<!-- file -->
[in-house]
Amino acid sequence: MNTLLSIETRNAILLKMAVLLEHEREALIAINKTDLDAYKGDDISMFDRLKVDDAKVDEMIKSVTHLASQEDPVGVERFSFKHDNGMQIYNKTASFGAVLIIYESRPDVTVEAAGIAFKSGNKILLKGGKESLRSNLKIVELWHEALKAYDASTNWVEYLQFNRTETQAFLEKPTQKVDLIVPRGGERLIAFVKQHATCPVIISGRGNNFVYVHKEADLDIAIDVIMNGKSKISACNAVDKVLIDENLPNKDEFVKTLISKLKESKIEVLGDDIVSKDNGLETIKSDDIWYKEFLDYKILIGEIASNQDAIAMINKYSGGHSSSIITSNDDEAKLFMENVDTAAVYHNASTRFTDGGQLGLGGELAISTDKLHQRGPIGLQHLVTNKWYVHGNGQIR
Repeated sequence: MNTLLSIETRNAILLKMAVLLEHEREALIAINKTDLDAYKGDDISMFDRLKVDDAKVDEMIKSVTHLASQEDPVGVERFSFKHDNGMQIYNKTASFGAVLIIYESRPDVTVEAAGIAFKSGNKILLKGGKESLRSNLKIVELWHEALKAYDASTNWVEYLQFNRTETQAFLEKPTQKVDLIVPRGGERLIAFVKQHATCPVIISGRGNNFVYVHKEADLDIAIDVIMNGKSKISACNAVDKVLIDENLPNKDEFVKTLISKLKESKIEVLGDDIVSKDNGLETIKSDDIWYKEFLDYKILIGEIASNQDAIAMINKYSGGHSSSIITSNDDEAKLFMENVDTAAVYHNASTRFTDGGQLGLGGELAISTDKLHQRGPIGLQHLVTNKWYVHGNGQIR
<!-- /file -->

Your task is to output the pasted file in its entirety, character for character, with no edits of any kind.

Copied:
[in-house]
Amino acid sequence: MNTLLSIETRNAILLKMAVLLEHEREALIAINKTDLDAYKGDDISMFDRLKVDDAKVDEMIKSVTHLASQEDPVGVERFSFKHDNGMQIYNKTASFGAVLIIYESRPDVTVEAAGIAFKSGNKILLKGGKESLRSNLKIVELWHEALKAYDASTNWVEYLQFNRTETQAFLEKPTQKVDLIVPRGGERLIAFVKQHATCPVIISGRGNNFVYVHKEADLDIAIDVIMNGKSKISACNAVDKVLIDENLPNKDEFVKTLISKLKESKIEVLGDDIVSKDNGLETIKSDDIWYKEFLDYKILIGEIASNQDAIAMINKYSGGHSSSIITSNDDEAKLFMENVDTAAVYHNASTRFTDGGQLGLGGELAISTDKLHQRGPIGLQHLVTNKWYVHGNGQIR
Repeated sequence: MNTLLSIETRNAILLKMAVLLEHEREALIAINKTDLDAYKGDDISMFDRLKVDDAKVDEMIKSVTHLASQEDPVGVERFSFKHDNGMQIYNKTASFGAVLIIYESRPDVTVEAAGIAFKSGNKILLKGGKESLRSNLKIVELWHEALKAYDASTNWVEYLQFNRTETQAFLEKPTQKVDLIVPRGGERLIAFVKQHATCPVIISGRGNNFVYVHKEADLDIAIDVIMNGKSKISACNAVDKVLIDENLPNKDEFVKTLISKLKESKIEVLGDDIVSKDNGLETIKSDDIWYKEFLDYKILIGEIASNQDAIAMINKYSGGHSSSIITSNDDEAKLFMENVDTAAVYHNASTRFTDGGQLGLGGELAISTDKLHQRGPIGLQHLVTNKWYVHGNGQIR